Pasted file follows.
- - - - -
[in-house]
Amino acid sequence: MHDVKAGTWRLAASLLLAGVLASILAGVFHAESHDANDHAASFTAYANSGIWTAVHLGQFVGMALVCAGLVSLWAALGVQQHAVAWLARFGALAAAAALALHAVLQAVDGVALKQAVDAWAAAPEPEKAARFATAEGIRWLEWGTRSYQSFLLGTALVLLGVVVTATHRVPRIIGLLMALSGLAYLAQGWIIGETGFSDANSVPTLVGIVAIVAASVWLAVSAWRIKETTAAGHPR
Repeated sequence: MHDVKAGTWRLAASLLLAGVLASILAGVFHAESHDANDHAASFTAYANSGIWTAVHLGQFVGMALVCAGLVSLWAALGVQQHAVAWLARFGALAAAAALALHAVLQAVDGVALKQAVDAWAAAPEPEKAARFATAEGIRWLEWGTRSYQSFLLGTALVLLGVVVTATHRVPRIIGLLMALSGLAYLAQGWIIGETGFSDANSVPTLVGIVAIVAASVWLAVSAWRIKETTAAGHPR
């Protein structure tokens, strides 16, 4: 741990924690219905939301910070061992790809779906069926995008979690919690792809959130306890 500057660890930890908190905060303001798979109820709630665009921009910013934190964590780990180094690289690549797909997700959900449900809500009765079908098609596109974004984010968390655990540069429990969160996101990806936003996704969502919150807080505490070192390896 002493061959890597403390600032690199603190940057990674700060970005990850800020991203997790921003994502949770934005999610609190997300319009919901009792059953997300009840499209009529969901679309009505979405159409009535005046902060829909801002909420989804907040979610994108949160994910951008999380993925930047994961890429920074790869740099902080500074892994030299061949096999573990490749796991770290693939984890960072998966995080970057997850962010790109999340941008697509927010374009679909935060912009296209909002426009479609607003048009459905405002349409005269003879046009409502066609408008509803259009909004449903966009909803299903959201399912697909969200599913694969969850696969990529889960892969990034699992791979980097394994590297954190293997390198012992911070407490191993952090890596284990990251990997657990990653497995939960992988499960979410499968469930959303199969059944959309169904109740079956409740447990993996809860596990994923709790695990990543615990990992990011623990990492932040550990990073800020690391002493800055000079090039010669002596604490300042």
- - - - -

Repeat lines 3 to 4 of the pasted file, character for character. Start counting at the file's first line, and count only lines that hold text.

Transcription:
Repeated sequence: MHDVKAGTWRLAASLLLAGVLASILAGVFHAESHDANDHAASFTAYANSGIWTAVHLGQFVGMALVCAGLVSLWAALGVQQHAVAWLARFGALAAAAALALHAVLQAVDGVALKQAVDAWAAAPEPEKAARFATAEGIRWLEWGTRSYQSFLLGTALVLLGVVVTATHRVPRIIGLLMALSGLAYLAQGWIIGETGFSDANSVPTLVGIVAIVAASVWLAVSAWRIKETTAAGHPR
């Protein structure tokens, strides 16, 4: 741990924690219905939301910070061992790809779906069926995008979690919690792809959130306890 500057660890930890908190905060303001798979109820709630665009921009910013934190964590780990180094690289690549797909997700959900449900809500009765079908098609596109974004984010968390655990540069429990969160996101990806936003996704969502919150807080505490070192390896 002493061959890597403390600032690199603190940057990674700060970005990850800020991203997790921003994502949770934005999610609190997300319009919901009792059953997300009840499209009529969901679309009505979405159409009535005046902060829909801002909420989804907040979610994108949160994910951008999380993925930047994961890429920074790869740099902080500074892994030299061949096999573990490749796991770290693939984890960072998966995080970057997850962010790109999340941008697509927010374009679909935060912009296209909002426009479609607003048009459905405002349409005269003879046009409502066609408008509803259009909004449903966009909803299903959201399912697909969200599913694969969850696969990529889960892969990034699992791979980097394994590297954190293997390198012992911070407490191993952090890596284990990251990997657990990653497995939960992988499960979410499968469930959303199969059944959309169904109740079956409740447990993996809860596990994923709790695990990543615990990992990011623990990492932040550990990073800020690391002493800055000079090039010669002596604490300042």